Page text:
I realize now just how blessed I’ve been in recent years to have such an abundant supply of Dyer’s Polypore (Phaeolus schweinitzii) in my backyard forest. This year, for a number of reasons, I was unable to process much of this wonderful fungus when it was fresh; I had to leave most of it to dry, and I’m now working my way through it.
My first discovery has been that the colour isn’t as bright with the dried mushrooms as when they’re fresh, although this dyepot would contradict that finding. This is one of the more brilliant golds I’ve ever had, and I know there was one smaller Phaeolus in the pot that had been picked fresh. It was still coming out of its button stage, and the inner flesh, when I cut it into chunks, showed some promising colour. However—and this is where I’ve been blessed, or some would say spoiled—one dyepot was all I got. The silk scarf on the right also went into this bath, scrunched down and tied around a wine bottle, and the colour barely registered.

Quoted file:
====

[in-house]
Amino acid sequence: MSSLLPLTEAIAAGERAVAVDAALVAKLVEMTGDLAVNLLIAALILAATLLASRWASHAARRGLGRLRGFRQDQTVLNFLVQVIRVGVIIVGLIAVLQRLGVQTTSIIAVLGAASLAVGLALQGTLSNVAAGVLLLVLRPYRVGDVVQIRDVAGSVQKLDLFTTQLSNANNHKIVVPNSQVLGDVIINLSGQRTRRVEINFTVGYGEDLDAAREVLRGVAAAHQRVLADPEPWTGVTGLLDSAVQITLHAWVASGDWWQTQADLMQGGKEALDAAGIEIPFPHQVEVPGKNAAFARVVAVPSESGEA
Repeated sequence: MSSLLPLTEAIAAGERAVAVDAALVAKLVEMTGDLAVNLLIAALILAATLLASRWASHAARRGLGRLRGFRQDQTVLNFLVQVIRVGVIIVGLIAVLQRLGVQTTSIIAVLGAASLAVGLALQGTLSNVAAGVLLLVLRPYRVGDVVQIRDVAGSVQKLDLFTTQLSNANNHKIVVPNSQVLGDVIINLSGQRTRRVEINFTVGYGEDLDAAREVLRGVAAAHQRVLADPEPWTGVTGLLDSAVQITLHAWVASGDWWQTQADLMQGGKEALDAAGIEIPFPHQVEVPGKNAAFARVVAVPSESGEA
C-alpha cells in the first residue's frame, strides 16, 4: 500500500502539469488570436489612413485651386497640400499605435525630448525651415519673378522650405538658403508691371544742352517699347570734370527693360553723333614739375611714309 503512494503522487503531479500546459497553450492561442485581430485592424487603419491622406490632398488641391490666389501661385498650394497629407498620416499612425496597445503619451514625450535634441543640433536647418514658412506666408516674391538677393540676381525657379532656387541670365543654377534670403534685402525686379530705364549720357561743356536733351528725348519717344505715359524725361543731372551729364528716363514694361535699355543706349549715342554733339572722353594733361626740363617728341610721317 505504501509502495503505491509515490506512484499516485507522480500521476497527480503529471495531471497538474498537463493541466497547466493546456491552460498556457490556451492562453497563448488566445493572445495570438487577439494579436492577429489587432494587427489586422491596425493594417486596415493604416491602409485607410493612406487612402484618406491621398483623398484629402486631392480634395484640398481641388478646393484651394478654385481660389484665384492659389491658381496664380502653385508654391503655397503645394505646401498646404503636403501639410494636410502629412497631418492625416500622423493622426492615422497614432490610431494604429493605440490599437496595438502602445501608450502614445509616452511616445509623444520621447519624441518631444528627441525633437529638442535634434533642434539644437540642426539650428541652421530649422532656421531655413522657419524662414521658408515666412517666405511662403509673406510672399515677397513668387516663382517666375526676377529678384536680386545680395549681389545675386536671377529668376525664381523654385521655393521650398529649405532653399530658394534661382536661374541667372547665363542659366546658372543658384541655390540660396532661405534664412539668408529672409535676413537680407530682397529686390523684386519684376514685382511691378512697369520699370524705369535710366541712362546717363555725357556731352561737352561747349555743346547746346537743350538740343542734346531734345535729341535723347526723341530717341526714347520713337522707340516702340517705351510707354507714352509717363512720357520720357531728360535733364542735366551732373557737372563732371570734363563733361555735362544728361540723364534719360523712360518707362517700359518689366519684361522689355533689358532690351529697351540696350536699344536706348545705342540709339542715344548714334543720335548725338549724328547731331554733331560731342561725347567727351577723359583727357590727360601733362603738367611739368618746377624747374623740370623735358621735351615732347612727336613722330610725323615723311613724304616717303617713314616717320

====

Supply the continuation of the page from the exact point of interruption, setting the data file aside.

Also, I’m having to use more mushrooms per dyepot, four or five dried mushrooms versus one or two fresh. I tried boiling up this dyepot again, with just the mushrooms and no fibre in the pot, to see if I could squeeze out a bit more gold, but to no avail—my samples came out a tired tan.
But never mind—while moving buckets and things up to my studio, I came across this batt of Corriedale, which did go through a fresh Phaeolus dyepot last fall and came out a beautiful, deep green. It had been mordanted with iron, and after several rinsings to remove any traces of the mordant, I left it in a bucket of water and promptly forgot about it. What a bonus find! I think this will card up nicely with some of the less striking golds and browns, and I should have a nice tweedy yarn in the end.